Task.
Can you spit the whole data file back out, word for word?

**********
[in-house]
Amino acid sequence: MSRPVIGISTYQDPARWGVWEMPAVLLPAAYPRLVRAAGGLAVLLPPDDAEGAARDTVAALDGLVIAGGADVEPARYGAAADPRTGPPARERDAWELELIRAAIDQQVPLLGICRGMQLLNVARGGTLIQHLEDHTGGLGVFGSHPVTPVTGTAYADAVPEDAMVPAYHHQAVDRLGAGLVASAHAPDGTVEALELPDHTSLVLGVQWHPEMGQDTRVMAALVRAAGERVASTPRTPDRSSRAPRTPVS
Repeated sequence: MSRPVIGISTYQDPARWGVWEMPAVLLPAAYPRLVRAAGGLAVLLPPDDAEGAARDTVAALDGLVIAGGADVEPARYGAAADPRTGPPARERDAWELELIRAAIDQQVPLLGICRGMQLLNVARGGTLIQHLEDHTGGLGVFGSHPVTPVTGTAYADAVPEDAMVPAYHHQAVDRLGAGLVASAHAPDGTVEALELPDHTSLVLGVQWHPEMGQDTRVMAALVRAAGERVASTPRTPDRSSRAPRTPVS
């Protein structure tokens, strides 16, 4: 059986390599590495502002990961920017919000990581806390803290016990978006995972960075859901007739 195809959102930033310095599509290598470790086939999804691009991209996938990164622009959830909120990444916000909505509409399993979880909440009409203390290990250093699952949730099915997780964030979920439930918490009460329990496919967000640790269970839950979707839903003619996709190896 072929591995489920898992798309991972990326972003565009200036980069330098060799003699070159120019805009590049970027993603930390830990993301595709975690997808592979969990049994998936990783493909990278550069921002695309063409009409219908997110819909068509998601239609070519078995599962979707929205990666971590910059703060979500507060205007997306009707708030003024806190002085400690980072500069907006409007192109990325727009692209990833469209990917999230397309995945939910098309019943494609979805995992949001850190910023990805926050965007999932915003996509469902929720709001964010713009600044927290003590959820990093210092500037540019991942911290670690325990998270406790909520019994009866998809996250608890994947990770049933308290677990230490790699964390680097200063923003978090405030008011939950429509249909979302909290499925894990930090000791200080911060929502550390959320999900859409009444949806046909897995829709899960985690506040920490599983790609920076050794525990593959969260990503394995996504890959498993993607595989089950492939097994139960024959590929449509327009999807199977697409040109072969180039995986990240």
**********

[in-house]
Amino acid sequence: MSRPVIGISTYQDPARWGVWEMPAVLLPAAYPRLVRAAGGLAVLLPPDDAEGAARDTVAALDGLVIAGGADVEPARYGAAADPRTGPPARERDAWELELIRAAIDQQVPLLGICRGMQLLNVARGGTLIQHLEDHTGGLGVFGSHPVTPVTGTAYADAVPEDAMVPAYHHQAVDRLGAGLVASAHAPDGTVEALELPDHTSLVLGVQWHPEMGQDTRVMAALVRAAGERVASTPRTPDRSSRAPRTPVS
Repeated sequence: MSRPVIGISTYQDPARWGVWEMPAVLLPAAYPRLVRAAGGLAVLLPPDDAEGAARDTVAALDGLVIAGGADVEPARYGAAADPRTGPPARERDAWELELIRAAIDQQVPLLGICRGMQLLNVARGGTLIQHLEDHTGGLGVFGSHPVTPVTGTAYADAVPEDAMVPAYHHQAVDRLGAGLVASAHAPDGTVEALELPDHTSLVLGVQWHPEMGQDTRVMAALVRAAGERVASTPRTPDRSSRAPRTPVS
């Protein structure tokens, strides 16, 4: 059986390599590495502002990961920017919000990581806390803290016990978006995972960075859901007739 195809959102930033310095599509290598470790086939999804691009991209996938990164622009959830909120990444916000909505509409399993979880909440009409203390290990250093699952949730099915997780964030979920439930918490009460329990496919967000640790269970839950979707839903003619996709190896 072929591995489920898992798309991972990326972003565009200036980069330098060799003699070159120019805009590049970027993603930390830990993301595709975690997808592979969990049994998936990783493909990278550069921002695309063409009409219908997110819909068509998601239609070519078995599962979707929205990666971590910059703060979500507060205007997306009707708030003024806190002085400690980072500069907006409007192109990325727009692209990833469209990917999230397309995945939910098309019943494609979805995992949001850190910023990805926050965007999932915003996509469902929720709001964010713009600044927290003590959820990093210092500037540019991942911290670690325990998270406790909520019994009866998809996250608890994947990770049933308290677990230490790699964390680097200063923003978090405030008011939950429509249909979302909290499925894990930090000791200080911060929502550390959320999900859409009444949806046909897995829709899960985690506040920490599983790609920076050794525990593959969260990503394995996504890959498993993607595989089950492939097994139960024959590929449509327009999807199977697409040109072969180039995986990240």